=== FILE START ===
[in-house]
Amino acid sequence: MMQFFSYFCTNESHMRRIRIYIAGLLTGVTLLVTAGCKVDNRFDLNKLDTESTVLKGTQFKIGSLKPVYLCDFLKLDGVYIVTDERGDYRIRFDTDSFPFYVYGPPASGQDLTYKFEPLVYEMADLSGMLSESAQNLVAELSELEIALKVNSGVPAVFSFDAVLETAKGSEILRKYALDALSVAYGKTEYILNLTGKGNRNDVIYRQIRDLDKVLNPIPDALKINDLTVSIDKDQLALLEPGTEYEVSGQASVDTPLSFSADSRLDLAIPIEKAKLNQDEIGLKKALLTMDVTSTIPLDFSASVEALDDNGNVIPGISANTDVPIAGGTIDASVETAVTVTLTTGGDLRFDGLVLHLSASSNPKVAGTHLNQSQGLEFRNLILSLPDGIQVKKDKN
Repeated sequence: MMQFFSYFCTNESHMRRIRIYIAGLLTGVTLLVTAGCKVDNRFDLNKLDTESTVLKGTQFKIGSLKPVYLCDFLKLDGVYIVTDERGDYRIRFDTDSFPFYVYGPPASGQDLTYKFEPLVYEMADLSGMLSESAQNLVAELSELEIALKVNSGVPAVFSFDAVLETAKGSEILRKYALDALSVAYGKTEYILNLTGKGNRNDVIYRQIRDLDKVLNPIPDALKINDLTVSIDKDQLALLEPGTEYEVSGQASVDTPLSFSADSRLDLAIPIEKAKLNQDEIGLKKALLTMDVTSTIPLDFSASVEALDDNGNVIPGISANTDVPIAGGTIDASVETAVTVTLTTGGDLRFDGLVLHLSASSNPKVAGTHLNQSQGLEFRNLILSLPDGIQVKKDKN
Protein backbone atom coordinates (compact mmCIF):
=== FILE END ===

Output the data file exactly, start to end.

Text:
[in-house]
Amino acid sequence: MMQFFSYFCTNESHMRRIRIYIAGLLTGVTLLVTAGCKVDNRFDLNKLDTESTVLKGTQFKIGSLKPVYLCDFLKLDGVYIVTDERGDYRIRFDTDSFPFYVYGPPASGQDLTYKFEPLVYEMADLSGMLSESAQNLVAELSELEIALKVNSGVPAVFSFDAVLETAKGSEILRKYALDALSVAYGKTEYILNLTGKGNRNDVIYRQIRDLDKVLNPIPDALKINDLTVSIDKDQLALLEPGTEYEVSGQASVDTPLSFSADSRLDLAIPIEKAKLNQDEIGLKKALLTMDVTSTIPLDFSASVEALDDNGNVIPGISANTDVPIAGGTIDASVETAVTVTLTTGGDLRFDGLVLHLSASSNPKVAGTHLNQSQGLEFRNLILSLPDGIQVKKDKN
Repeated sequence: MMQFFSYFCTNESHMRRIRIYIAGLLTGVTLLVTAGCKVDNRFDLNKLDTESTVLKGTQFKIGSLKPVYLCDFLKLDGVYIVTDERGDYRIRFDTDSFPFYVYGPPASGQDLTYKFEPLVYEMADLSGMLSESAQNLVAELSELEIALKVNSGVPAVFSFDAVLETAKGSEILRKYALDALSVAYGKTEYILNLTGKGNRNDVIYRQIRDLDKVLNPIPDALKINDLTVSIDKDQLALLEPGTEYEVSGQASVDTPLSFSADSRLDLAIPIEKAKLNQDEIGLKKALLTMDVTSTIPLDFSASVEALDDNGNVIPGISANTDVPIAGGTIDASVETAVTVTLTTGGDLRFDGLVLHLSASSNPKVAGTHLNQSQGLEFRNLILSLPDGIQVKKDKN
Protein backbone atom coordinates (compact mmCIF):